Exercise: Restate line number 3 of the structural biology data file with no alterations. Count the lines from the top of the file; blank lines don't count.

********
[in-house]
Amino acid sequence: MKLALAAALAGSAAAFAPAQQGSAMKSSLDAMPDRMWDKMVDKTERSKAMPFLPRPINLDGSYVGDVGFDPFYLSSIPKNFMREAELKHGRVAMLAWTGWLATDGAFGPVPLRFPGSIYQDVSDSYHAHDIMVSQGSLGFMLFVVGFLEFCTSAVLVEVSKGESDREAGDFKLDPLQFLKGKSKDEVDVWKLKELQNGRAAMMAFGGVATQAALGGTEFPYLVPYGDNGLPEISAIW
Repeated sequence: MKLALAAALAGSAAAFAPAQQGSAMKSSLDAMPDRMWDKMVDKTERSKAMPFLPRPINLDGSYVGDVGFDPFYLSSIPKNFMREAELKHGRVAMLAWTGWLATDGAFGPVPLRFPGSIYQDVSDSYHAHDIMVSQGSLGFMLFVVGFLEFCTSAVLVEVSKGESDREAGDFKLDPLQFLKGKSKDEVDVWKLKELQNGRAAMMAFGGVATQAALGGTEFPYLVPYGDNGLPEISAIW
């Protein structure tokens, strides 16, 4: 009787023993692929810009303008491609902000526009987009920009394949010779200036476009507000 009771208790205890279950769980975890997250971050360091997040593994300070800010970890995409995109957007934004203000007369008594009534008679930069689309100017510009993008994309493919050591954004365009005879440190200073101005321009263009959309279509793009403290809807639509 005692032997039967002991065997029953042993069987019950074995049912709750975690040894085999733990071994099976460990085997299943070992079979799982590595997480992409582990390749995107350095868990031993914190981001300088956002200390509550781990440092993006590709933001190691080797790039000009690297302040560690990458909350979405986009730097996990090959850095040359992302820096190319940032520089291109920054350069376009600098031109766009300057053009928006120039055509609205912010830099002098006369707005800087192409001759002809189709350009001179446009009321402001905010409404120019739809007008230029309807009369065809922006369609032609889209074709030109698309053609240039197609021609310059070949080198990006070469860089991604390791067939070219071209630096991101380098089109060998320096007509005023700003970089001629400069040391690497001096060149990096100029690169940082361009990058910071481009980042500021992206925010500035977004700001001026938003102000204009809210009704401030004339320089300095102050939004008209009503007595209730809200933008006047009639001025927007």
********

Repeated sequence: MKLALAAALAGSAAAFAPAQQGSAMKSSLDAMPDRMWDKMVDKTERSKAMPFLPRPINLDGSYVGDVGFDPFYLSSIPKNFMREAELKHGRVAMLAWTGWLATDGAFGPVPLRFPGSIYQDVSDSYHAHDIMVSQGSLGFMLFVVGFLEFCTSAVLVEVSKGESDREAGDFKLDPLQFLKGKSKDEVDVWKLKELQNGRAAMMAFGGVATQAALGGTEFPYLVPYGDNGLPEISAIW